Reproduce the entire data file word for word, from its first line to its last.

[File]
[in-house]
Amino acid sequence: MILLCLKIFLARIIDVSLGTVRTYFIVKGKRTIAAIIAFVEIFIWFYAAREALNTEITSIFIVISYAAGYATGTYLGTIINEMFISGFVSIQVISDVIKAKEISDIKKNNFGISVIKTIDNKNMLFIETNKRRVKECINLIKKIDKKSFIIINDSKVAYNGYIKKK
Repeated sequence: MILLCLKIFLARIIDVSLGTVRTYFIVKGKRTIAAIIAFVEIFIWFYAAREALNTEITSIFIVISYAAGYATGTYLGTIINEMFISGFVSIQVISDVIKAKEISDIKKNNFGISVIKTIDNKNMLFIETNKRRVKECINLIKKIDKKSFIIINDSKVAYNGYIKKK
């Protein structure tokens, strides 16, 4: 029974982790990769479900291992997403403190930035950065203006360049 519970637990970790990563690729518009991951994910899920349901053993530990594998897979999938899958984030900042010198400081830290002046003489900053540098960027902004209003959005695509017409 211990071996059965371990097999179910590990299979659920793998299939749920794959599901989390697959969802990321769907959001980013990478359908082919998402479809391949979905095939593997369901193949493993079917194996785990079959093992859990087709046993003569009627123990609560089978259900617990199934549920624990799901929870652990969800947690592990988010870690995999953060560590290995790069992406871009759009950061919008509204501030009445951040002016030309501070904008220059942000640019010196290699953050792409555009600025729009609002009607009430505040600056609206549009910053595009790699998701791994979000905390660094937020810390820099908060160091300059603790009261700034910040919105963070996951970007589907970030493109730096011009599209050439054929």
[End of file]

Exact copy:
[in-house]
Amino acid sequence: MILLCLKIFLARIIDVSLGTVRTYFIVKGKRTIAAIIAFVEIFIWFYAAREALNTEITSIFIVISYAAGYATGTYLGTIINEMFISGFVSIQVISDVIKAKEISDIKKNNFGISVIKTIDNKNMLFIETNKRRVKECINLIKKIDKKSFIIINDSKVAYNGYIKKK
Repeated sequence: MILLCLKIFLARIIDVSLGTVRTYFIVKGKRTIAAIIAFVEIFIWFYAAREALNTEITSIFIVISYAAGYATGTYLGTIINEMFISGFVSIQVISDVIKAKEISDIKKNNFGISVIKTIDNKNMLFIETNKRRVKECINLIKKIDKKSFIIINDSKVAYNGYIKKK
């Protein structure tokens, strides 16, 4: 029974982790990769479900291992997403403190930035950065203006360049 519970637990970790990563690729518009991951994910899920349901053993530990594998897979999938899958984030900042010198400081830290002046003489900053540098960027902004209003959005695509017409 211990071996059965371990097999179910590990299979659920793998299939749920794959599901989390697959969802990321769907959001980013990478359908082919998402479809391949979905095939593997369901193949493993079917194996785990079959093992859990087709046993003569009627123990609560089978259900617990199934549920624990799901929870652990969800947690592990988010870690995999953060560590290995790069992406871009759009950061919008509204501030009445951040002016030309501070904008220059942000640019010196290699953050792409555009600025729009609002009607009430505040600056609206549009910053595009790699998701791994979000905390660094937020810390820099908060160091300059603790009261700034910040919105963070996951970007589907970030493109730096011009599209050439054929």